Monday, November 30, 2015

Once a Month

There are many areas where Japan seems way behind and way ahead of the US. One of the areas that seems to be caught in a gray zone with some are the monthly "menstruation days" that women are entitled to.

Typically, a company gives, say 10 PTO days, 10 "sick" days and a handful of other days that can be taken for bereavement and others. Most people do not use all of their days, and while sick days (byou-kyuu 病休) are available, they are not used for colds. They are used for, say, major surgery or cancer treatments...big stuff.

Women, however, are entitled to one "menstruation day" per month. As far as I know, most companies have this. I actually decided to use it today. Eekk...

I sometimes here mutterings about this day, usually from men, so I've decided to compile some of what I've heard and offer my view.

"It's not fair for women to get, what is essentially, an extra day of PTO!"

This is by far one of the largest complaints I've seen online. I can understand the sentiment. It's not like your boss can somehow check to see whether or not you are actually on your period. It is plausible that someone might use the day to go chill or something.

"My wife/girlfriend doesn't complain about her period, so I think this is bullshit!"

It's possible that your wife/gf has no pain and that's fine. It's also possible, and more likely, that she'd just not going into details because it's not really a fun topic. 

"Hey! Come look at my period chunks!," said no one who ever wanted sexy times. 
The truth is that the amount of pain one experiences is variable. In the US, I've heard of women that use birth control to help reduce/eliminate pain from their periods. However, according to various Japanese sites, such as this one, birth control (the pill) is taken by only about 1% of Japanese women.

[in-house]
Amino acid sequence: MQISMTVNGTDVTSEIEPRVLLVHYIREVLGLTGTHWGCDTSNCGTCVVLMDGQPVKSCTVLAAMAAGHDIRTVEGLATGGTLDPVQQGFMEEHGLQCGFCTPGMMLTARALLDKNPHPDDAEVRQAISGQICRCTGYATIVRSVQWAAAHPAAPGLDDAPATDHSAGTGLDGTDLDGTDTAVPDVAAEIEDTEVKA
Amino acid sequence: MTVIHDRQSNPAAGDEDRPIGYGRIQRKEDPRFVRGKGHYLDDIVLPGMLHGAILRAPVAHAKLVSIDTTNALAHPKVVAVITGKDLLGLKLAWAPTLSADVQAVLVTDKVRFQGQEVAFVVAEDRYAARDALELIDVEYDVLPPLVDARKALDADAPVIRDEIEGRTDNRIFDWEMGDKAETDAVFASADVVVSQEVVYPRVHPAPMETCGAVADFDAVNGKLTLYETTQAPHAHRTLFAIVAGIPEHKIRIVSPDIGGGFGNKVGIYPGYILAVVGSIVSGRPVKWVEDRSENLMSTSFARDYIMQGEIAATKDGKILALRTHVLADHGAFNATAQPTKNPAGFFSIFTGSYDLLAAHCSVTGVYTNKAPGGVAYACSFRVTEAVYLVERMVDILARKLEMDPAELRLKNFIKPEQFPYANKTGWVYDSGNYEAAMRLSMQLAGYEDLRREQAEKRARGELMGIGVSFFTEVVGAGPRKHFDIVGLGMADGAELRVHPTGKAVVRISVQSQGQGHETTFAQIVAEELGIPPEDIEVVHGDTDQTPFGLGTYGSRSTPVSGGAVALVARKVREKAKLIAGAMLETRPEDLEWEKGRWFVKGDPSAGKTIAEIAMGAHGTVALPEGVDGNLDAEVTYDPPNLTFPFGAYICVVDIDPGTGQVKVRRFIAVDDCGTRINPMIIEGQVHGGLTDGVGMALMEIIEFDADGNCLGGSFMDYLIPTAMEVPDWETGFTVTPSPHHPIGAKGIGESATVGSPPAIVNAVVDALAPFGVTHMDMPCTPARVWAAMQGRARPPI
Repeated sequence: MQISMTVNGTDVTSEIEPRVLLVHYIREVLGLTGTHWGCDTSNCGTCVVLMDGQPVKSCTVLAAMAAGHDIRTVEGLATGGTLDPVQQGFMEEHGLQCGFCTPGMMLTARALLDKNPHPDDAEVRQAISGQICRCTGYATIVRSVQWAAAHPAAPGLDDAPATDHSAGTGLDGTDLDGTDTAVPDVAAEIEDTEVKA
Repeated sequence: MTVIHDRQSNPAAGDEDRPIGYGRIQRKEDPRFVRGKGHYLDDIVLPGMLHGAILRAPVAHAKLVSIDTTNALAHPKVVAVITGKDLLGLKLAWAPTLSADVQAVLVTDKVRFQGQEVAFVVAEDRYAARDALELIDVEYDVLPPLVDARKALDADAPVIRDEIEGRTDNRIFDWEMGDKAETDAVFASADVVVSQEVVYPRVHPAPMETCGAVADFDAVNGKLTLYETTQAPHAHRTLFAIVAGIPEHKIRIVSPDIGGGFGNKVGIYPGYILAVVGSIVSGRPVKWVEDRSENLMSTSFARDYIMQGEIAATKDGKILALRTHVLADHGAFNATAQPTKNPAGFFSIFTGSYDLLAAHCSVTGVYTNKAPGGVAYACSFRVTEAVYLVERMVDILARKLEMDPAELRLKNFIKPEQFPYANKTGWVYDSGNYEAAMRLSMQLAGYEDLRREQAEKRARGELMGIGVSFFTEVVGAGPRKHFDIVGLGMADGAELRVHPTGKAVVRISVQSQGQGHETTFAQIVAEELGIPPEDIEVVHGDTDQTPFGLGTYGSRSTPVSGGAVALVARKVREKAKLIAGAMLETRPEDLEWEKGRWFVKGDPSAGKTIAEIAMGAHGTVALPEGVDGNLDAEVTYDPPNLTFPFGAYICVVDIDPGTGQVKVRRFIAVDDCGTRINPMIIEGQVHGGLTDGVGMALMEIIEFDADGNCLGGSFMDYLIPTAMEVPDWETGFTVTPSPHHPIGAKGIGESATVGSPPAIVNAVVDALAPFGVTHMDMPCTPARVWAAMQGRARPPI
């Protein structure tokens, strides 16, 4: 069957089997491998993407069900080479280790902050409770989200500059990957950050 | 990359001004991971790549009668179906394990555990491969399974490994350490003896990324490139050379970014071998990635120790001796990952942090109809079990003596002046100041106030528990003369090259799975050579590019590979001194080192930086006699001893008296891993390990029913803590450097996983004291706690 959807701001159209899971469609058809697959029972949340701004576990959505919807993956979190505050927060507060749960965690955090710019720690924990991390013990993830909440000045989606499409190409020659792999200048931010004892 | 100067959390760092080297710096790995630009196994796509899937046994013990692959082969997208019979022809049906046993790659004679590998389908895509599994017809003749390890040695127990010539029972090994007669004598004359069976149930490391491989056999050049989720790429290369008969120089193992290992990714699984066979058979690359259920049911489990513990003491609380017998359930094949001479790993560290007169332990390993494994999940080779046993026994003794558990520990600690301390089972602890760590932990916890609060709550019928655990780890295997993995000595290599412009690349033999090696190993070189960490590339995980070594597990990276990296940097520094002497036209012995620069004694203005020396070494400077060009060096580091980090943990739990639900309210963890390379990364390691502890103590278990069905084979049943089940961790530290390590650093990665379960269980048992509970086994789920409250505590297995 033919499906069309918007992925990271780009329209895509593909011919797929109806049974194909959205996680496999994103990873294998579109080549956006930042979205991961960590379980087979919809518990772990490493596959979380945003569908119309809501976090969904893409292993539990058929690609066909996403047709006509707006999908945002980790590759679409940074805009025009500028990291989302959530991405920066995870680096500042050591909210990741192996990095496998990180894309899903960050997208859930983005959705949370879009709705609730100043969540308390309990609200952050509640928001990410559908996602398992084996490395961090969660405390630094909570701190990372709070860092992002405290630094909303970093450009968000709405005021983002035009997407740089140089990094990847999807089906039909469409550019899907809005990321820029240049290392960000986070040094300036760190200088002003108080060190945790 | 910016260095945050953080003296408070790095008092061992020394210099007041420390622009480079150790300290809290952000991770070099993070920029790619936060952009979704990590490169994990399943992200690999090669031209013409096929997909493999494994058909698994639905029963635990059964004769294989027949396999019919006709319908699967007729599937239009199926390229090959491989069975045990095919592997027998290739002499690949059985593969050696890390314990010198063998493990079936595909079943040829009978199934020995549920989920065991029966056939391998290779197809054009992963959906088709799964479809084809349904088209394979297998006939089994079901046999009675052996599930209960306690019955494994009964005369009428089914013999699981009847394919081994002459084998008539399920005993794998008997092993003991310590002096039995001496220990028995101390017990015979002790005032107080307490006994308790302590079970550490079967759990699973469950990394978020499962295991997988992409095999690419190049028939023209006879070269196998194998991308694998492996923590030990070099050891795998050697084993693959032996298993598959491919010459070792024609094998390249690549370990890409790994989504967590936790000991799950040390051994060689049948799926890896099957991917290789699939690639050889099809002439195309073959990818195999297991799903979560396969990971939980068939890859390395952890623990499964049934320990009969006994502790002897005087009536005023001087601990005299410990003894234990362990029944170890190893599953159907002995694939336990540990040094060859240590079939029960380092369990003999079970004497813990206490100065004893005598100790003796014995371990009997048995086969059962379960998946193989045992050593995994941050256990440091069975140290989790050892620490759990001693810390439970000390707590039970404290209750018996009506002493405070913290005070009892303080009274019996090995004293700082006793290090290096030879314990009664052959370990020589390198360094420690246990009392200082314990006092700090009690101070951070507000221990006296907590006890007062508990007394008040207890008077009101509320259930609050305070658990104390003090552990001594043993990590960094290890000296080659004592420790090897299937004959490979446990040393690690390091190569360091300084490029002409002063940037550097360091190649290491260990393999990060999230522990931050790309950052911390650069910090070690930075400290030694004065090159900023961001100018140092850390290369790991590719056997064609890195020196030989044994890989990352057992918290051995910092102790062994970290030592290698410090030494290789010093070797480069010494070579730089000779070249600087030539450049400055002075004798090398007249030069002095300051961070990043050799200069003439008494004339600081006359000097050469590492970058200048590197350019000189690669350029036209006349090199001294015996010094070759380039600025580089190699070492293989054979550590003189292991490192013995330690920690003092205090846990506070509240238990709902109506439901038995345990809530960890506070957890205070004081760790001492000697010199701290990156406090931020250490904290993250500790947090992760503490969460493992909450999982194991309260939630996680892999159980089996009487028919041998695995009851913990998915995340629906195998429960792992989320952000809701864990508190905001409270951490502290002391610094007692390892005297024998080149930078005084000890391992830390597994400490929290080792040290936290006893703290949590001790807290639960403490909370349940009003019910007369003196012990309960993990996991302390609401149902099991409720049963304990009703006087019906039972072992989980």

With my coworkers, touching my belly and making a face is enough to get the message across. 

"Do Japanese women even use this day?"

I know that the day is available, but I don't know how many women actively use it. At my workplace, for example, there is a website that we log in to to request time off. There are a large number of options available, from child-rearing to summer vacation. We choose the type of time off we need, the number of days, and forward the request to our boss for approval. 
For something seemingly innocent like a cold, this is fine. But really, who wants their boss to know that they're on their period? In fact, I rarely use the day because I'm not interested in announcing my flow to my two male bosses. Sure, they probably don't care, and I am entitled to the time, but I also don't plan on telling them when I have diarrhea, either.

"This makes Japanese women look weak! American women don't need this!"

Funny, this is one argument I've really only heard from western men. Western women seem interested in the concept. I don't really know if it makes Japanese or any woman look weak. What people have to understand is that for some of us, there's a huge amount of pain associated with having a period. There's dizziness from lack of iron, fatigue, period shits, etc. This probably isn't the most mature response, but if men had to deal with this, they'd be giving themselves a week off to recover. 

So, what do I do when I take this special day?
Well, today I went home, ate a small lunch, then curled into a ball on my bed with a heating pad pressed into my stomach and fell asleep. Nothing exciting. No screwing the man out of work. 
The benefit is that I get to return to work rested and happier. I also didn't have to sit in the office with stomach cramps while running back and forth between my desk and the bathroom. 

As for abuse? Maybe some people abuse the system, but it's such a private thing to throw out there. I feel like it could work in the US, but who knows?

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